The Importance of a Buy-Sell Agreement – Even if Your Partner is Your BFF

A buy-sell agreement, also referred to as a buyout agreement or business continuity agreement, is a contract that provides for the sale of an owner’s share of a business should certain events occur. When you start a business with one or more partners, your intention is to be in it for the long haul. If that partner is your friend, a new relationship evolves when you’re in business together. Friendships get stressed when friends become business partners – no matter how close you are before you start the business. And, while you plan to be in business with your current partner(s) indefinitely, it’s prudent to remember that nothing in business is forever, and having a buy-sell agreement in place at the outset is a smart business decision.

There are many events that can trigger the necessity for a buyout, including an owner’s retirement, bankruptcy, divorce, death, disability, changes (good or bad) within the families of owners, changes in career objectives, relocation, or a conflict with another owner that can’t be resolved. So it’s best to be prepared, not just hope for the best. The buyers that are party to the buy-sell agreement may be other owners, employees, or third parties.

Without a comprehensive buy-sell agreement, your business is vulnerable to a number of risks.

  • It can land in the wrong hands – maybe those of an angry spouse or disgruntled previous owner.
  • The business could die in the courts while ownership is being contested by surviving owners or heirs.
  • Without a designated buyer, you or your heirs may be forced to find a buyer quickly and settle for a sale price that is far below fair market value.

Who Needs a Buy-Sell Agreement?

A buy-sell agreement is especially important if you have business partners since it defines both rights and responsibilities of each owner to the continuity of the business. Crafting a buy-sell agreement is an opportunity to consider possibilities – that you may not want to think about, but should – and prepare for how you’d deal with them before you’re in the midst of a crisis or emotionally charged situation.

Even sole proprietors should consider a buy-sell agreement. You may have a long-time employee or even a friend or acquaintance that you’d like to take over the business upon your exit. With a buy-sell agreement in place, you have the peace of knowing that your business will end up in the right hands and your heirs or estate will be fairly compensated. A buy-sell agreement lays out a plan ahead of time to protect the future of your business, specifically:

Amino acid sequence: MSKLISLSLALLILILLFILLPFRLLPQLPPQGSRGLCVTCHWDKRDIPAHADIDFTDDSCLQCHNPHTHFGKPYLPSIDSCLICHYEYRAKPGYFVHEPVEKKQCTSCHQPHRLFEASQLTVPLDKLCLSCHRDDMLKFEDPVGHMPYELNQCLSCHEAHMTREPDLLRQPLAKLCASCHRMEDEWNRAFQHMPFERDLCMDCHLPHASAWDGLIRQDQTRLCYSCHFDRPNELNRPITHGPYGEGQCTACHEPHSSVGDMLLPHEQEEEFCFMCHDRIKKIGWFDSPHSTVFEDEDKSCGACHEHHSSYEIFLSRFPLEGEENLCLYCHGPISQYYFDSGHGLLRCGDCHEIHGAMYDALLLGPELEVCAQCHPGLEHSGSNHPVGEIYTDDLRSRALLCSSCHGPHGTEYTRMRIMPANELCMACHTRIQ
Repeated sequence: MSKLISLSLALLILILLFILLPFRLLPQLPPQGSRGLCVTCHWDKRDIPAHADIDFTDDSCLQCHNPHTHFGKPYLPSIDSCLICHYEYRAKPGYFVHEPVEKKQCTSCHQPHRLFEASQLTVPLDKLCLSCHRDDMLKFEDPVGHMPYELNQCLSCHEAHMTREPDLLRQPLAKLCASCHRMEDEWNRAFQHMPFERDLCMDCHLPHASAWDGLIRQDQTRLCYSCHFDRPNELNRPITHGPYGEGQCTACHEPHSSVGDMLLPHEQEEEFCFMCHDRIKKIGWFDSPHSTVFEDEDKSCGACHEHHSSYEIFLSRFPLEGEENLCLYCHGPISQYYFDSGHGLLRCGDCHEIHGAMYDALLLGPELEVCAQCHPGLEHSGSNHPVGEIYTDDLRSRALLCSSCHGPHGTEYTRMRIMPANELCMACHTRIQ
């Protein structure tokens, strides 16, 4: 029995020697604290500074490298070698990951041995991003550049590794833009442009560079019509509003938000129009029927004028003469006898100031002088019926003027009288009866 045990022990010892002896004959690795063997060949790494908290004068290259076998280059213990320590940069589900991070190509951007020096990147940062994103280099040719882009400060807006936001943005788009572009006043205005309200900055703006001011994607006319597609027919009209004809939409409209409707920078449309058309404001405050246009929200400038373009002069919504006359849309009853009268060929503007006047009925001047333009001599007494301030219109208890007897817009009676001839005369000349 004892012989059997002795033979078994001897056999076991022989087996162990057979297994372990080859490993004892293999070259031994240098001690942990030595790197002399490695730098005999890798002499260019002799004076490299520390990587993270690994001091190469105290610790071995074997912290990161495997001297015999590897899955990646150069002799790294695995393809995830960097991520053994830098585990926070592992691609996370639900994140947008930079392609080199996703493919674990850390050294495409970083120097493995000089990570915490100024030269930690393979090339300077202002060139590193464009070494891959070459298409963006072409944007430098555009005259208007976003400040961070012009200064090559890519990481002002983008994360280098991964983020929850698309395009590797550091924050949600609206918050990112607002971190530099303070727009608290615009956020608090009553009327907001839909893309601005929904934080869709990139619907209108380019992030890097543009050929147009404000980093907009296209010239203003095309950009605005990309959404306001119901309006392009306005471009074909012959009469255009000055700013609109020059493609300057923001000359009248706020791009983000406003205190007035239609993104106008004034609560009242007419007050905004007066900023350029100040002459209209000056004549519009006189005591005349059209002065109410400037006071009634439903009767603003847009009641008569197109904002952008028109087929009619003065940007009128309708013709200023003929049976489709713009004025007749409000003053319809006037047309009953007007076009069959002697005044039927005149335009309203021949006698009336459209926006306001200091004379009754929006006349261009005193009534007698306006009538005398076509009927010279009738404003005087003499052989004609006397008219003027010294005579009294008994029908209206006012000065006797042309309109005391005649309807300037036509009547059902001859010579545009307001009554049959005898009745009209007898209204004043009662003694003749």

• It ensures that the right person(s) retain control of the business.
  • It specifies when shares of the business can be sold and to whom.
  • It specifies a fair price for the business so that other owners and/or heirs are fairly compensated if and when the agreement is triggered.
  • Partners also know what they can expect if/when they need to leave the business so it’s a great planning tool.

What should a buy-sell agreement include?

Each agreement will be based on the specifics of the business and the partners so no two will be exactly the same. But there are several basics that should be included.

  • Obviously, specify who is included in the agreement and who has voting control if this is applicable.
  • List the events that will trigger the agreement to go into effect. Consider the following.
    • Death
    • Disability
    • Divorce
    • Bankruptcy
    • Retirement
    • Conflict among co-owners
    • A threat to the business’ integrity because of an owner’s actions
    • Voluntary departure of an owner or “cash out”
  • Define the structure of the buy-sell agreement, which will determine who buys an outgoing owner’s share and for what price. Consider a variety of options and the pros and cons of each.
  • Define the value of the company by having a business valuation performed to determine a fair price for the business or its shares. Business values can fluctuate over months or years, and due to changes within the business or the market. Valuations should be conducted periodically to ensure that the agreement always reflects an accurate value and fair price.
  • Specify how the buyout can/will be funded should a trigger event occur. There may be many funding options including cash, loans, life insurance, disability insurance, installment payments, stock options, deferred compensation plans, or a combination.

A buy-sell agreement is one of the most important documents owners of a closely held business will ever sign. It should be crafted early in the life of the business, before complications or potential triggers occur. It’s sometimes an uncomfortable process but owners will breathe easier once it’s in place. Be sure to get the advice of your attorney when crafting this important contract. The expertise of an exit planner is also of great value. Review the agreement every few years to ensure that it reflects the current circumstances of the business and the current wishes of the owners.

I’d welcome the opportunity to help you plan for the potential events that can trigger a buyout, including crafting an agreement to ensure that your business remains in good hands and owners experience the confidence that having a plan in place for the future instills. Contact me for a complimentary review of your situation.

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